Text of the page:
The start date for a scheme designed to ease the dangerous ‘wind tunnel’ effect at Leeds city centre’s Bridgewater Place skyscraper remains unclear – even though work was at one stage due to begin last month.
Site owner CPPI Bridgewater Place Limited Partnership announced earlier this year that construction of a series of large-scale barriers and screens at the landmark building was scheduled to get under way in August.
Today, though, CPPI’s Nick Sinfield told the Yorkshire Evening Post: “We are working closely with Leeds City Council to finalise our programme and will be in a position to update residents and tenants shortly.
“We are close to the end of the tendering process which will enable a principal contractor to be appointed.”
The area around the base of Bridgewater Place can be gripped by the wind tunnel effect during stormy weather.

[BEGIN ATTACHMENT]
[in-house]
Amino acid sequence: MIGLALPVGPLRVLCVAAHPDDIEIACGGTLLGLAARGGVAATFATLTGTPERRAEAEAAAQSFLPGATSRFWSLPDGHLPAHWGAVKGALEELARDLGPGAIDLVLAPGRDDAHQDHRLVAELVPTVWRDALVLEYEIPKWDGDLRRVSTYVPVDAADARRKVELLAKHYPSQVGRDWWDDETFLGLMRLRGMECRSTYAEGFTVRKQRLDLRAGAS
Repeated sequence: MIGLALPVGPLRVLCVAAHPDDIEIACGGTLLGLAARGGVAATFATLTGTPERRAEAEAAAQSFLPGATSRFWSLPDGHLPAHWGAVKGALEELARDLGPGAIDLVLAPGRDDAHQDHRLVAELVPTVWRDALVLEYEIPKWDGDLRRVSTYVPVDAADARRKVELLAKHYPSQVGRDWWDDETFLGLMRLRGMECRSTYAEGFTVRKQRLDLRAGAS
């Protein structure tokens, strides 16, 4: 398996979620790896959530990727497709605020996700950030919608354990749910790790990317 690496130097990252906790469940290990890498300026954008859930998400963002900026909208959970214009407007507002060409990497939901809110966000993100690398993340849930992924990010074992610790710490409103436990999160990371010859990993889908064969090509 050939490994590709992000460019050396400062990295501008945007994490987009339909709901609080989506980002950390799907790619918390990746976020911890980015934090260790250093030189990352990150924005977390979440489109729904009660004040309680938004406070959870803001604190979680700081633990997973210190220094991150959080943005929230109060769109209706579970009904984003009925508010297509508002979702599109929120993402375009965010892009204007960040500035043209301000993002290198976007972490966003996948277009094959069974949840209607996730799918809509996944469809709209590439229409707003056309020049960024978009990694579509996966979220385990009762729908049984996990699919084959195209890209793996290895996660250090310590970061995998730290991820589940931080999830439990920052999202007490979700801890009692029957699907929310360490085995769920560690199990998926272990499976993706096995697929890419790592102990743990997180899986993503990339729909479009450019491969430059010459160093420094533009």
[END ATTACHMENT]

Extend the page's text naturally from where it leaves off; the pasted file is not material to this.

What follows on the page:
CPPI originally unveiled its proposals to combat the problem as long ago as January last year.
At the time, it said construction could take about 12 months to carry out.
Overhead gantry-style barriers – technically known as ‘baffles’ – are due to be installed above Water Lane as part of the project.
A glass canopy will also be put in position at the 32-storey tower’s northern elevation while a perforated metal screen will be placed to its south.
Pedestrian Edward Slaney, from Sowerby Bridge, near Halifax, was crushed to death by a truck that was blown off its wheels close to the building in 2011.
Concerns over safety at the site have repeatedly forced city council bosses to shut streets at Bridgewater Place.
The local authority has also installed a reinforced glass ‘shield’ on the pavement at Great Wilson Street as an interim safety measure.